Sensors that detect customers, buildings that self-regulate and cars that drive themselves are here.
Flying car-sharing, the common use of electric vehicles and nearly speed-of-sound travel aren’t far behind.
With any new gadgets come downsides.
Who’s to blame if an autonomous car plows over you? Charging electric cars can strain power grids. What about privacy when sensors and cameras are everywhere? And what’s to stop hackers from crashing—literally crashing — everything?
Wednesday at the North Texas Smart Cities Summit at the University of Texas at Dallas, more than 230 IT specialists, engineers, public officials, and civil servants pondered the possibilities and perils that face cities and individuals as smart city technology creeps ever closer to becoming commonplace.
“We have roads that are 60 years old, and developments rising to the sky,” said Richardson Mayor Paul Voelker, during a panel discussion by city mayors. “We evaluate, how it’s going to help our citizens? How will it help our employees work smarter or faster? Will their decisions be based on data? How do I engage partners … so we can leverage services most cost-effectively?”
Voelker said Richardson’s mix of old and new make it a microcosm of what’s facing many communities.
The conflict between introducing gee-whiz technology to make people’s lives better and the realities meeting basic needs — keeping water flowing, keeping the lights, avoiding hackers, etc.—on repeatedly resurfaced in such discussions.
North Central Texas Council of Governments smart transportation authority Tom Bamonte showed slides that projected traffic congestion spreading across the region like a rash in coming decades, unless cities start to adopt new approaches to urban development and transportation. One solution he presented makes cities more walkable—by narrowing streets, incorporating retail with residential developments, widening sidewalks, etc.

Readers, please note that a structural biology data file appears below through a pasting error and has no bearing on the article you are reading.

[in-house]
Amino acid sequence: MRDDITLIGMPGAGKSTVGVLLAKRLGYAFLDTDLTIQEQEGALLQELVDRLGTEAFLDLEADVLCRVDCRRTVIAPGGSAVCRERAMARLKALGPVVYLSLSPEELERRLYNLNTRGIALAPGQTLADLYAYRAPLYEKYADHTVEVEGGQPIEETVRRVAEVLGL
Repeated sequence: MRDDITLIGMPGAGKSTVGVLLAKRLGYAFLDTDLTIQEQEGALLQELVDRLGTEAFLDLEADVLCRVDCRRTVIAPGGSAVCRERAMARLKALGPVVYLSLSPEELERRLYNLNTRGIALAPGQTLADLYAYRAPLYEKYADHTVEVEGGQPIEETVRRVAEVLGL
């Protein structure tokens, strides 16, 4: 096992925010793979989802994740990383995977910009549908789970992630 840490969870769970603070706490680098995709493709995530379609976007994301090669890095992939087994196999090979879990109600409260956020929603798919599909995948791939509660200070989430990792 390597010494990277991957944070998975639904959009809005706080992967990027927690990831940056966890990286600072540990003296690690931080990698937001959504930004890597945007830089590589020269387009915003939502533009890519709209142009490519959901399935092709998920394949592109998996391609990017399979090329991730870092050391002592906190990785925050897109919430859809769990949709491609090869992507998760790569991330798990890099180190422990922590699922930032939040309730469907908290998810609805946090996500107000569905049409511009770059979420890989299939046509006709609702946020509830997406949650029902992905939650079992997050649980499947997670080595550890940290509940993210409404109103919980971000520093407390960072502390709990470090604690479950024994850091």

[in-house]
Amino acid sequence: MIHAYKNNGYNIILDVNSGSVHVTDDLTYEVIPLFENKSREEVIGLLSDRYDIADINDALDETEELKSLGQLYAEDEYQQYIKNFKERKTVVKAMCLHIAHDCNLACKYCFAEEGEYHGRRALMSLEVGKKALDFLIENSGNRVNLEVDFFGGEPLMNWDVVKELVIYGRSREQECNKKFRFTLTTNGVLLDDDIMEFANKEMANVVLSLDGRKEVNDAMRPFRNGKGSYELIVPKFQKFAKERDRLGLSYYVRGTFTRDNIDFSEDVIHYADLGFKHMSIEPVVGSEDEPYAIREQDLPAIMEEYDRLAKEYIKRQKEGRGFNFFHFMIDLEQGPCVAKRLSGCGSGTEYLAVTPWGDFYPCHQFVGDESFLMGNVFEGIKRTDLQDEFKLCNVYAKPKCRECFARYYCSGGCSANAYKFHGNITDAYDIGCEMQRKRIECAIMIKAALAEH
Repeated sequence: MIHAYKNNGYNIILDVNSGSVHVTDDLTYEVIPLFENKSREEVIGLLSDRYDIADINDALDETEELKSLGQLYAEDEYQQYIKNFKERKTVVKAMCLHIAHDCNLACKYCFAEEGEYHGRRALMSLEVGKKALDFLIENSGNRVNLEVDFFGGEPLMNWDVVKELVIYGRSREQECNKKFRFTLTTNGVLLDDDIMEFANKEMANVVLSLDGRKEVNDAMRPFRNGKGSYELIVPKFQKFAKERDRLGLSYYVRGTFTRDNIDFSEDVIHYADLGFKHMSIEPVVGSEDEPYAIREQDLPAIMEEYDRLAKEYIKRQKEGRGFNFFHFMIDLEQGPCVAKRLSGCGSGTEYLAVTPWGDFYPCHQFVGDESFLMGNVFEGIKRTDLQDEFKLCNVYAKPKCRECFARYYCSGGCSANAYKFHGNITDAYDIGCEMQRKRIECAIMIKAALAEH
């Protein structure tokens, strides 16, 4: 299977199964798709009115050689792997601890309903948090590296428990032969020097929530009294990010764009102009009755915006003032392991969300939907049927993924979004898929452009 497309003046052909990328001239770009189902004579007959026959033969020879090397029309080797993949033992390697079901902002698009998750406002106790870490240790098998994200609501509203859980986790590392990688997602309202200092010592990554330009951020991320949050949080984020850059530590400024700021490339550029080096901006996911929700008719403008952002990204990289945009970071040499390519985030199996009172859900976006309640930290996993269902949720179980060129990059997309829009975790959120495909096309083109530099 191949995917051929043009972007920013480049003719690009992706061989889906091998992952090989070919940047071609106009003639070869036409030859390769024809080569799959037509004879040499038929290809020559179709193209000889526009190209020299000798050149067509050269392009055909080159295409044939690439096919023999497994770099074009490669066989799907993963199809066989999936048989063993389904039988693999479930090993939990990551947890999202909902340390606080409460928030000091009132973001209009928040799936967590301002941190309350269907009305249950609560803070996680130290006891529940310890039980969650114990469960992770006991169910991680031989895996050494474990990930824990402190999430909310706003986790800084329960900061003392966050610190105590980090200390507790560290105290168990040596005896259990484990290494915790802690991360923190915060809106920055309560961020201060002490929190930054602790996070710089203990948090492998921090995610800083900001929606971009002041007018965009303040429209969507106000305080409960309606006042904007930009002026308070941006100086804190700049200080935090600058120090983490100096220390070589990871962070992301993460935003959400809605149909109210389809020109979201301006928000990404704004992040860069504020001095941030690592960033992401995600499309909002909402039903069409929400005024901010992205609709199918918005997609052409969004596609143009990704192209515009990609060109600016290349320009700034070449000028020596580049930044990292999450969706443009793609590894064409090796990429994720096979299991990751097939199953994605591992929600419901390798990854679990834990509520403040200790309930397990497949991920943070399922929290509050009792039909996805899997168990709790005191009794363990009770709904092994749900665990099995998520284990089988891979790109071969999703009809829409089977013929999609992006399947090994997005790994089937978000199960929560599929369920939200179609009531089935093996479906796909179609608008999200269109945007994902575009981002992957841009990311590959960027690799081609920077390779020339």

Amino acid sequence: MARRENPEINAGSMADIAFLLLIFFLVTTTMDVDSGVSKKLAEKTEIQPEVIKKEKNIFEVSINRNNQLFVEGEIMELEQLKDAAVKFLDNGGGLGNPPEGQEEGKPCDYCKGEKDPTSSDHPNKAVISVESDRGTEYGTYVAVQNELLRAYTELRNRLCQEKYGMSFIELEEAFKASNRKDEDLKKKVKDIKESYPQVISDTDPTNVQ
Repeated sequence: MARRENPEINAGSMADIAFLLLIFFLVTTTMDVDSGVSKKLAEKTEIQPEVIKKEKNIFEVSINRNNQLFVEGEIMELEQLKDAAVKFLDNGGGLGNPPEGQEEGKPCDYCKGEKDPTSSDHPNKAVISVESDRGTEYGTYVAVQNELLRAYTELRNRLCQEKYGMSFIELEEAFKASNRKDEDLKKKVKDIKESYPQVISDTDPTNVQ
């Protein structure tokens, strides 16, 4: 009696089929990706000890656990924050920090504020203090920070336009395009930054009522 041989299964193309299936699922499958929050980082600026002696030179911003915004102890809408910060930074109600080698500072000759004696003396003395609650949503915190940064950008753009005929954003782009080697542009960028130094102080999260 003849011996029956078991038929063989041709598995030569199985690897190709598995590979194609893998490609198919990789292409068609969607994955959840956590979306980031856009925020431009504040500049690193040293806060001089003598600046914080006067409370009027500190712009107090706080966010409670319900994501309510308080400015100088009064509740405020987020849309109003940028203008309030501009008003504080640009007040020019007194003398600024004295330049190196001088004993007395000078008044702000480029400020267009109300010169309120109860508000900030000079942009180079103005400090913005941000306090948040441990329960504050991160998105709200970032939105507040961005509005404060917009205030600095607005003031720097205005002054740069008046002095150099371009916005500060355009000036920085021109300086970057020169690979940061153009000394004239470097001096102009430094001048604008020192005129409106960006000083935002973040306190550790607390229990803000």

Frisco Mayor Jeff Cheney, who was on the panel with Voelker, discussed his city’s approach to managing its increasing population. Frisco shares two distinctions—for its growth, and for being named the best city in the nation by Money magazine.
“Frisco is fastest growing city in the nation, so we want to build our city so it’s future-proof,” he said. One approach he mentioned is that buildings are being built for dual-use purposes. One structure that will serve as a parking garage can be used as an office building in the future he said.
“We’re going to have flying taxis in the next three years that will get you from Frisco to DFW (International) Airport in seven minutes,” he said.
Built-out cities like Carrollton, meanwhile, are looking at ways to put existing data to work, to stretch their manpower further.
“It’s not about how an investment gives us data, but it’s how it gives you information,” said Carrollton Mayor Kevin Falconer.
Wednesday’s summit also included representatives from cities that are further along in such endeavors.
Michael Sherwood, director of information technology for the City of Las Vegas, said for the past eight months, his city has been using cameras to determine if parks are clean and graffiti-free or not, to assist managers in deciding whether to deploy crews.
Sherwood said there was no major planning that went into the city’s jump into smart-city pursuits. He said the staff conducted a one-day hackathon, focusing on how to address council-members’ top priorities, and then took it from there.